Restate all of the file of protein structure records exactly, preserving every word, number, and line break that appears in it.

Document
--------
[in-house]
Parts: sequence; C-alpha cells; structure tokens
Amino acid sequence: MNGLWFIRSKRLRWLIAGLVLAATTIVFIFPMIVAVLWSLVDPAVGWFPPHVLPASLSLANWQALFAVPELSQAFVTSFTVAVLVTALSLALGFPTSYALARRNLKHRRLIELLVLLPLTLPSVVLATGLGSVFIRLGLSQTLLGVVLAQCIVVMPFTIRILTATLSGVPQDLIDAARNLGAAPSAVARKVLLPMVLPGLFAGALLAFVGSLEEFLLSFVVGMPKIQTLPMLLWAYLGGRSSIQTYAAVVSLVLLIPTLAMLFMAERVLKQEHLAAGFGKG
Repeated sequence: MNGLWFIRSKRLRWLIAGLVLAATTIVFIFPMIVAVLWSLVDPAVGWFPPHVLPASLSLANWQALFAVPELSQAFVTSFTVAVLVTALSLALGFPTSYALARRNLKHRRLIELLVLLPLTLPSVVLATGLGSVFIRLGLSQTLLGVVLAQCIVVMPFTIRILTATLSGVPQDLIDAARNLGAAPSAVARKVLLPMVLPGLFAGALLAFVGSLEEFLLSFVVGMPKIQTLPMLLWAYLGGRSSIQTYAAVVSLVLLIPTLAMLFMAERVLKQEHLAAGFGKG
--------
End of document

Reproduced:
[in-house]
Parts: sequence; C-alpha cells; structure tokens
Amino acid sequence: MNGLWFIRSKRLRWLIAGLVLAATTIVFIFPMIVAVLWSLVDPAVGWFPPHVLPASLSLANWQALFAVPELSQAFVTSFTVAVLVTALSLALGFPTSYALARRNLKHRRLIELLVLLPLTLPSVVLATGLGSVFIRLGLSQTLLGVVLAQCIVVMPFTIRILTATLSGVPQDLIDAARNLGAAPSAVARKVLLPMVLPGLFAGALLAFVGSLEEFLLSFVVGMPKIQTLPMLLWAYLGGRSSIQTYAAVVSLVLLIPTLAMLFMAERVLKQEHLAAGFGKG
Repeated sequence: MNGLWFIRSKRLRWLIAGLVLAATTIVFIFPMIVAVLWSLVDPAVGWFPPHVLPASLSLANWQALFAVPELSQAFVTSFTVAVLVTALSLALGFPTSYALARRNLKHRRLIELLVLLPLTLPSVVLATGLGSVFIRLGLSQTLLGVVLAQCIVVMPFTIRILTATLSGVPQDLIDAARNLGAAPSAVARKVLLPMVLPGLFAGALLAFVGSLEEFLLSFVVGMPKIQTLPMLLWAYLGGRSSIQTYAAVVSLVLLIPTLAMLFMAERVLKQEHLAAGFGKG